This week Joe Biden’s administration announced that it contemplates softening its stance on Cuba by expanding the U.S. diplomatic presence on the island and facilitating the sending of remittances. But could such a move really help Cubans?
Last year, when the Donald Trump administration decided to toughen its Cuba policy and impose new sanctions, it specifically targeted a number of companies linked to the communist dictatorship’s Revolutionary Armed Forces (FAR) that, in its own words, would be sanctioned to “prevent U.S. dollars from continuing to fund the Cuban regime and going directly to citizens.”
Trump then made special mention of the Grupo de Administración Empresarial (GAESA), the corporation through which the Cuban FAR controls customs, ports, the hotel sector and foreign exchange stores in Cuba, as well as its financial arm, FINCIMEX.
Who benefits from remittances?
Back then, after those companies were included in the State Department’s Bureau of Economic and Business Affairs’ List of Restricted Entities and Subentities Associated with Cuba, the consulting firm The Havana Consulting Group (THCG) organized a conference to elucidate the effect that Trump’s new sanctions would have on the Castro dictatorship, as well as to clarify the motivations.
It was then that Cuban-American economist Emilio Morales, president of the THCG, explained that the regime of the Castros and Miguel Díaz-Canel keeps 74% of the remittances that the Cuban community in the United States sends to their relatives in Cuba.
In other words, out of every $100 that is sent, after passing through the hands of GAESA and FINCIMEX, the Cuban recipients end up receiving only $26, at the exchange rate in local currency. The rest is destined for the coffers, wherever they may be, of the communist dictatorship.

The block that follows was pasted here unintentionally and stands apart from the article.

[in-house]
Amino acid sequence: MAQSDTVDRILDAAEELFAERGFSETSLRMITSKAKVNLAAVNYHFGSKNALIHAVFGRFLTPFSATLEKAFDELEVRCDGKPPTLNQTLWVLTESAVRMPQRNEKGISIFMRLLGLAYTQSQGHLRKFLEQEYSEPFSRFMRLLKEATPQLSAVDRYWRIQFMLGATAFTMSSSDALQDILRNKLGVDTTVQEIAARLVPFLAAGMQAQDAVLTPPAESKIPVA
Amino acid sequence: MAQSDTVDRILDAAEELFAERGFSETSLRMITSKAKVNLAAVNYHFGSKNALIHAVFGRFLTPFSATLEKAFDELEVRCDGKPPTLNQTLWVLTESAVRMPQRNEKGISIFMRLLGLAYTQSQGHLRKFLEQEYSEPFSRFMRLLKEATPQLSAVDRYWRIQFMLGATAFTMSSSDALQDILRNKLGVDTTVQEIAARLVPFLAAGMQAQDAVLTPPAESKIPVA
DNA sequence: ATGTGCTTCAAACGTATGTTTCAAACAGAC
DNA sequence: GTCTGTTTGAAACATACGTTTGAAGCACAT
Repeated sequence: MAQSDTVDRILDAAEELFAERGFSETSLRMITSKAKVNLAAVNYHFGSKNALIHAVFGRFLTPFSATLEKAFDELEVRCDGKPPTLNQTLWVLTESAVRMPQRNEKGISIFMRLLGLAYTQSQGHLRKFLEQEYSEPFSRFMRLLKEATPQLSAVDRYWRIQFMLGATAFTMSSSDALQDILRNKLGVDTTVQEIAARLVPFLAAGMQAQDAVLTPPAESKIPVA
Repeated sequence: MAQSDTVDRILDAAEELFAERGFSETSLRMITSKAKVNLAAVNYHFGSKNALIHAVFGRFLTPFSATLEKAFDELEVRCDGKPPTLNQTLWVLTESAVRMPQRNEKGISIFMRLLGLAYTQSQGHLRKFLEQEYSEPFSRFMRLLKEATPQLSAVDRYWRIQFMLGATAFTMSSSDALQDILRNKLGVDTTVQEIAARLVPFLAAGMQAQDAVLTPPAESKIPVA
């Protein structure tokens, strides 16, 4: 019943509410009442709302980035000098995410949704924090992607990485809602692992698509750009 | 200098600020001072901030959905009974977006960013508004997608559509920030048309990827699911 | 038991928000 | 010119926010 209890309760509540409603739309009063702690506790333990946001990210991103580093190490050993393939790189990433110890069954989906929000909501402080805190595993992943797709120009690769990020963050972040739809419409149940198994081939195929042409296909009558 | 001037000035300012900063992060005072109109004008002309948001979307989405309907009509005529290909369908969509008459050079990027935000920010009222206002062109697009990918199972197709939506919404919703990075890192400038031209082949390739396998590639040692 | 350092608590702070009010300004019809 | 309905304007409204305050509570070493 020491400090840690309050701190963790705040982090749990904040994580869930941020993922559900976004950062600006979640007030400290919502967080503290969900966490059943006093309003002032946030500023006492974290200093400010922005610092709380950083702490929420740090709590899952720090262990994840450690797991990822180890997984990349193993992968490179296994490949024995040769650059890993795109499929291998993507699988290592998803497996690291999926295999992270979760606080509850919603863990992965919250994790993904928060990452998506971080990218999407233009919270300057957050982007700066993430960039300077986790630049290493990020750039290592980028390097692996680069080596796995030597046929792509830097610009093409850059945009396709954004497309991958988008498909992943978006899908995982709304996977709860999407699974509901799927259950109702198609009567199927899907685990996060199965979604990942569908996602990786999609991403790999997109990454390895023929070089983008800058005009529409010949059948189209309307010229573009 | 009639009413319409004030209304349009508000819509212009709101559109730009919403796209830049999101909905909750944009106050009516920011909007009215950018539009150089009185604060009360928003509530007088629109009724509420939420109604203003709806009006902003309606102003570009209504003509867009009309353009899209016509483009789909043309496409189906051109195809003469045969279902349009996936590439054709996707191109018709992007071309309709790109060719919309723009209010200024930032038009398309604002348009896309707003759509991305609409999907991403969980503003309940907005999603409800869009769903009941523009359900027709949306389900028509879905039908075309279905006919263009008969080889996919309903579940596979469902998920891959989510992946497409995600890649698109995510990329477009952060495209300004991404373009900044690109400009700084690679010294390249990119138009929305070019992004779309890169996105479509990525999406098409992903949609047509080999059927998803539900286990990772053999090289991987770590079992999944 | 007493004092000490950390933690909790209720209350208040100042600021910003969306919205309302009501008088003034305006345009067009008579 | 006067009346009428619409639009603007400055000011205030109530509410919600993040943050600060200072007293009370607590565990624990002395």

“The money sent in foreign currency by the Cuban diaspora to their relatives on the island never reaches its recipients in the currency it was sent,” explained Morales, who was also head of strategic marketing planning at FINCIMEX. “That multi-million dollar capital remains deposited in banks outside Cuba, generating the big question mark as to what and how it is used by the Cuban military.”
This translates, according to Morales, into approximately $46.8 billion dollars contributed to the Cuban economy since 1993, some $18.9 billion through formal channels (such as Western Union, which closed its offices in Cuba after the sanctions) and another $27.9 billion coming in informally.
“This is a multimillion-dollar, well-spun business in the hands of the Cuban military, and it has served the government to receive income that its own economy has not been able to produce for the past 27 years,” Morales said at that conference.
Thus, Trump’s sanctions against GAESA and FINCIMEX sought to affect the indirect financing of the Cuban regime through remittances sent to the island through regular channels such as Western Union.
President Biden announced the formation of a “remittance working group” that will aim to “identify the most effective way” for the money to “get directly into the hands of the Cuban people,” without going so far as to contradict Trump’s motivations.
GAESA and FINCIMEX remain sanctioned and Western Union remains closed in Cuba. Even so, the White House announced that it will “intensify” diplomatic efforts with its regional and international allies to support the “aspirations of the Cuban people” and that it will enhance the delivery of “humanitarian aid” to the island. Both the form its decision will take and the effect it will have on the finances of Cuba’s communist tyranny remain to be seen.